“Preach the word; be prepared in season and out of season; correct, rebuke and encourage—with great patience and careful instruction” (2 Timothy 4:2).

Saint Irenaeus and Saint Pothinus, stained glass window in the Saint Augustine church in Paris, France.

Grant Osborne states that the study of Scripture is not complete until one moves from text to context, and a significant goal of preaching is to ensure that Scripture speaks as clearly today as it did in ancient times by taking exegetical care in elucidating the original meaning of the passage under consideration.[1] The process Osborne goes on to describe in accomplishing this task denotes expository preaching, which Faris Whitesell defines as:

based on a Bible passage, usually longer than a verse or two; the theme, the thesis and the major and minor divisions coming from the passage; the whole sermon being an honest attempt to unfold the true grammatical- historical-contextual meaning of the passage, making it relevant to life today by proper organization, argument, illustrations, applications, and appeal.[2]

Jim Shaddix likens the history of expository preaching to the history of text-driven preaching.[3] A key to good contextualization is a seeking a synthesis between the biblical text and the modern application comprised of careful exegesis and thoughtful interpretation: “how what was asked of the original audience (what the author asked them to do) can be relived by my audience.”[4] In other words, Osborne explains, “The interpreter must seek a consistent and significant overlap between the original and receptor concepts before true contextualization can occur.”[5] Some of the big challenges the interpreter faces include things like relativism, syncretism, cultural and supracultural norms in Scripture, and good contextualization requires a valid hermeneutical method comprised of mechanics and principles for developing effective preaching in spite of such hurtles.

Paige Patterson illustrates effective expository preaching by referring to Ezra’s text-based reading of the Torah to the people, while Levitical priests “explained the law to the people as they stood in their places.” The audience was both convicted with sorrow for their disobedience and then rejoiced over God’s grace and forgiveness;[6] this excerpt from Nehemiah 8 demonstrates the process and effect of what the authors elucidate as effective expository preaching, derived from text-driven exegesis, producing appropriate contextualization and application among the receptors.[7] Paul charges Timothy, “Preach the word; be prepared in season and out of season; correct, rebuke and encourage—with great patience and careful instruction” (2 Timothy 4:2, ESV). [8]As David Allen states in his introduction, “Therefore, the theological foundation for text-driven preaching is the fact that God has spoken,”[9] though Allen laments that this expository preaching has largely fallen into misuse if used at all. I envision engaging an expositional ministerial role one day that incorporates the pastor theologian paradigm described by Gerald Hiestand and Todd Wilson, wherein my primary vocational identity is pastoral, while engaging the academic dialogue. Hiestand and Wilson advocate for a pastorate producing theological scholarship for the broader ecclesial community, which they assert will help shape and inform academic, cultural, and ecclesial discourse in order to deepen the faith of God’s people.[10] I recognize the ministerial effectiveness of Patterson’s illustration of Ezra’s text-based expository preaching to the masses, and the accomplishment of text to context advocated by Osborne and the essay authors comprising the Akin, Allen, and Mathews book.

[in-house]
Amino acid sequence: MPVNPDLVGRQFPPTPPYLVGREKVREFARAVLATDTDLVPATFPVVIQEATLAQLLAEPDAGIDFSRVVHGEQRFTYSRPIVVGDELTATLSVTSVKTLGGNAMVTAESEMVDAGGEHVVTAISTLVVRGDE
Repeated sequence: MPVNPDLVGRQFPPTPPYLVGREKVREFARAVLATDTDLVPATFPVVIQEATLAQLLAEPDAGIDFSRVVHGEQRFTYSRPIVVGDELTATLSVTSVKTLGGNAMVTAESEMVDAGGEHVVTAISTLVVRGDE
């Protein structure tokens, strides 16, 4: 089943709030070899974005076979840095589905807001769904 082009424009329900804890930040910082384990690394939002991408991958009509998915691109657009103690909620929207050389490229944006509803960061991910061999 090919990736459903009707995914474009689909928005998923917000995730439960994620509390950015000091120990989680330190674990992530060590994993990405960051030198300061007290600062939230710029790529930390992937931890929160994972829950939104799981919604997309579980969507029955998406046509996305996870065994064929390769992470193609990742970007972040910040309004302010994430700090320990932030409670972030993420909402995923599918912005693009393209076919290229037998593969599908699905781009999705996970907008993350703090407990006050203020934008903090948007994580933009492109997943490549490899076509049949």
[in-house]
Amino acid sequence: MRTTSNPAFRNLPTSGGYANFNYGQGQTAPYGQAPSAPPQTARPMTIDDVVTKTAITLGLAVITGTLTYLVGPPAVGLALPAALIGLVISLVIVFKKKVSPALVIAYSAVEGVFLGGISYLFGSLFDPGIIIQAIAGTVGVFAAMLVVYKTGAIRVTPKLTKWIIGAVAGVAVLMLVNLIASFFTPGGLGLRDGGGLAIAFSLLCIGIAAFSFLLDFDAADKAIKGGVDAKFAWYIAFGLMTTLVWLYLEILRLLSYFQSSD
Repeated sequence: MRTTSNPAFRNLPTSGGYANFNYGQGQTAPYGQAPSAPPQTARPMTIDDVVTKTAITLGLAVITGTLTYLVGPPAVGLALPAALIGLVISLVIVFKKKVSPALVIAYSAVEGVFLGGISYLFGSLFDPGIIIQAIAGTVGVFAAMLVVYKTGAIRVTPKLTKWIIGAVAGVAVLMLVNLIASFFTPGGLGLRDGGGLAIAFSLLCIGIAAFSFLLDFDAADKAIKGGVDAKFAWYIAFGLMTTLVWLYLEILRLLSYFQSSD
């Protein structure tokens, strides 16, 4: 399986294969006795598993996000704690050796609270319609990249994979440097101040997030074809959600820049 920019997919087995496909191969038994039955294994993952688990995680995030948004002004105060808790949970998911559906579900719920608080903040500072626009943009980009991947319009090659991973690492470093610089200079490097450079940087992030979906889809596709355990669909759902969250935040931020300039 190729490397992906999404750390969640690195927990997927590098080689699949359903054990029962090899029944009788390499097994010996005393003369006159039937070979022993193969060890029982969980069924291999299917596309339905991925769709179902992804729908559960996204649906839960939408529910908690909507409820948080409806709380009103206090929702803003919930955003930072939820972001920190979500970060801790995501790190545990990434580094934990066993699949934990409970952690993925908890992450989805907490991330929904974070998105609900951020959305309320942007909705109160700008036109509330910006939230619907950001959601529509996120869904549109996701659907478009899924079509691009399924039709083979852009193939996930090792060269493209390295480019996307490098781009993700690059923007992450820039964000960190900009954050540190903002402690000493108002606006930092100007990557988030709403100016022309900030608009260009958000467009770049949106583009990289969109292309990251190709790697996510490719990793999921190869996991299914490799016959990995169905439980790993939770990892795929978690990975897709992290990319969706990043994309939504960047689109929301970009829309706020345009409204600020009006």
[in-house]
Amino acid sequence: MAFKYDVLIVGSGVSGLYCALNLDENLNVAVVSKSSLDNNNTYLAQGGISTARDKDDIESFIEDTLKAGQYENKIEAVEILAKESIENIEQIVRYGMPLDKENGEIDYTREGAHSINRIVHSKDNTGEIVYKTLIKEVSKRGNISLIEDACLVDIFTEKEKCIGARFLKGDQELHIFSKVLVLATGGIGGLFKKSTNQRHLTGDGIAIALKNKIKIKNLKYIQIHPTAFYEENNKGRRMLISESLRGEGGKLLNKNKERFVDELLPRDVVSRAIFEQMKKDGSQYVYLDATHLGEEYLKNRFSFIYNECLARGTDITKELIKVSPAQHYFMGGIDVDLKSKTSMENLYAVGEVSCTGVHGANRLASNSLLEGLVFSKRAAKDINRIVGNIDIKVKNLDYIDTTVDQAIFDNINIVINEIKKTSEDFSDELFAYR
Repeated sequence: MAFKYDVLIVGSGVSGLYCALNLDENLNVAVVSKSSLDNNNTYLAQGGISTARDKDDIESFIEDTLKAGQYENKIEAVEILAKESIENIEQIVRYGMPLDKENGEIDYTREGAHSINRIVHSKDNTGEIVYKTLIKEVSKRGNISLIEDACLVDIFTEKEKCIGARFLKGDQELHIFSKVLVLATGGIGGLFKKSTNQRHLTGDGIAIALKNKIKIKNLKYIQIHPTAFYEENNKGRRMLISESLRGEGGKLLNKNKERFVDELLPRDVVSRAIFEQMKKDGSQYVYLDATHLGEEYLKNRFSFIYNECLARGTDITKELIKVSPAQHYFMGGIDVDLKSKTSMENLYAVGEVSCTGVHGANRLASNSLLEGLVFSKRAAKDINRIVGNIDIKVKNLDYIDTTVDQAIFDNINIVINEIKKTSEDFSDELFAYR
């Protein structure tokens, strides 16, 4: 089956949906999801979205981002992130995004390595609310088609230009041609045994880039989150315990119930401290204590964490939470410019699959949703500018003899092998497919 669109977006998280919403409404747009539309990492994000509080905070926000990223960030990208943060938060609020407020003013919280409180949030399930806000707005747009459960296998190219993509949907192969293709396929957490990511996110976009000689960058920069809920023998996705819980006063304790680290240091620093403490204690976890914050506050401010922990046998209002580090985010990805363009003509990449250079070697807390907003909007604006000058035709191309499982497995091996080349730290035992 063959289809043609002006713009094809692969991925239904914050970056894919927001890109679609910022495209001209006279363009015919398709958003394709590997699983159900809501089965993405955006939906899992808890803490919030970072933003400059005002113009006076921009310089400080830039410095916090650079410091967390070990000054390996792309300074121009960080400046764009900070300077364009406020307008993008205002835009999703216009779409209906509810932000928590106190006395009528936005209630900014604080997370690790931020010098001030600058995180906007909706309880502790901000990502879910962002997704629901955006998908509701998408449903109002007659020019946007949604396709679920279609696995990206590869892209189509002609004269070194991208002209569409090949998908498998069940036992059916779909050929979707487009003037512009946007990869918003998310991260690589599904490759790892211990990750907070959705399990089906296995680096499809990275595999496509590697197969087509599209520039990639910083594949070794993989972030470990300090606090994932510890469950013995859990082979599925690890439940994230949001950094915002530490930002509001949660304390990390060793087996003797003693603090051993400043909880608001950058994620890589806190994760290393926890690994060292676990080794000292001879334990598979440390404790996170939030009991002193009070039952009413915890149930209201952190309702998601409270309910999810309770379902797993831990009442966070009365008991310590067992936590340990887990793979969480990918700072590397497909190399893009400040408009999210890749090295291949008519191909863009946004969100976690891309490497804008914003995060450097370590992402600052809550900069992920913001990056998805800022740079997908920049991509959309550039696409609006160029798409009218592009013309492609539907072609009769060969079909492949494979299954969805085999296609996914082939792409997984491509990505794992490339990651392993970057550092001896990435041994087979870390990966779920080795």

Despite predating a formal notion of the Bible, Irenaeus of Lyons is commonly characterized as a biblical theologian, and he has made significant contributions to biblical interpretation. Irenaeus gives a detailed account of how the totality of Scripture is summed up in the gospel of Jesus Christ and in the apostolic preaching, and I share in Irenaeus’s hypothesis that Scripture interprets Scripture.[11] The importance of holding to the pattern of interpreting Scripture as the “rule of faith” was vital, during the second century, in particular, to avoid the stumbling blocks set in the path of believers by the various heretical movements; however, though one might be tempted to conclude that pervasive heretical movements were just a problem of the early church; in fact, apostacy has never disappeared from history and remains an ever present danger to the church in modern times. Therefore, it is my desire to facilitate expository study and do what I can to help others enrich their own study and application of Scripture.

[1] Grant R. Osborne, Revised and Expanded the Hermeneutical Spiral A Comprehensive Introduction to Biblical Interpretation (Downers Grove, IL: IVP Academic, 2006), 410.

[2] Faris D. Whitesell, Power in Expository Preaching (Westwood, NJ: Revell 1967), vi-vii.

[3] Daniel L. Akin, David L. Allen, and Ned Mathews, trans., Text-Driven Preaching: God’s Word at the Heart of Every Sermon, (Nashville, TN: B&H Academic, 2010), 37.

[4] Osborne, 426.

[5] Ibid., 426.

[6] Akin, Allen, and Mathews, 27.

[7] Devon H. Wiens, Review of The Hermeneutical Spiral: A Comprehensive Introduction to Biblical Interpretation, by Grant Osborne. Direction 24, no 1 (Spring 1995): 116.

[8] Unless otherwise noted, all biblical passages referenced are in the English Standard Version.

[9] Akin, Allen, and Mathews, 2.

[10] Gerald Hiestand and Todd A. Wilson, The Pastor Theologian: Resurrecting an Ancient Vision (Grand Rapids, MI: Zondervan, 2015), 15.

[11] Keith D. Stanglin, The Letter and Spirt of Biblical Interpretation (Grand Rapids, MI: Baker Academic, 2018), 32.

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